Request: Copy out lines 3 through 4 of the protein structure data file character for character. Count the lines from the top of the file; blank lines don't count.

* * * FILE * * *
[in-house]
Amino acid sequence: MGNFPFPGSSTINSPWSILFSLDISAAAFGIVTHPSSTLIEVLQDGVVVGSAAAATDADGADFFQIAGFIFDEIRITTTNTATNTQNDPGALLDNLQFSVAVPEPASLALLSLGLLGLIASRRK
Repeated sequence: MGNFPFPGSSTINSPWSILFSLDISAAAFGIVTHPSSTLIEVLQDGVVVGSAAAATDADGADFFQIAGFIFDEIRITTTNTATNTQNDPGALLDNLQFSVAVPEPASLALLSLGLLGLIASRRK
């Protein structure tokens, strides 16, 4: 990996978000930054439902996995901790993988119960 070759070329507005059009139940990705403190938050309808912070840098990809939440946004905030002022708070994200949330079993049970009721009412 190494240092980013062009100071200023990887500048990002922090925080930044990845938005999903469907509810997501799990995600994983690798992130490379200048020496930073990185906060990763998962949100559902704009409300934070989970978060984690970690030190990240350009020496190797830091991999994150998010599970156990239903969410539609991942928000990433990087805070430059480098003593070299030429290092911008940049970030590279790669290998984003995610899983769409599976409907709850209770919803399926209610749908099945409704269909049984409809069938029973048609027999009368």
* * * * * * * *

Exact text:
Repeated sequence: MGNFPFPGSSTINSPWSILFSLDISAAAFGIVTHPSSTLIEVLQDGVVVGSAAAATDADGADFFQIAGFIFDEIRITTTNTATNTQNDPGALLDNLQFSVAVPEPASLALLSLGLLGLIASRRK
């Protein structure tokens, strides 16, 4: 990996978000930054439902996995901790993988119960 070759070329507005059009139940990705403190938050309808912070840098990809939440946004905030002022708070994200949330079993049970009721009412 190494240092980013062009100071200023990887500048990002922090925080930044990845938005999903469907509810997501799990995600994983690798992130490379200048020496930073990185906060990763998962949100559902704009409300934070989970978060984690970690030190990240350009020496190797830091991999994150998010599970156990239903969410539609991942928000990433990087805070430059480098003593070299030429290092911008940049970030590279790669290998984003995610899983769409599976409907709850209770919803399926209610749908099945409704269909049984409809069938029973048609027999009368």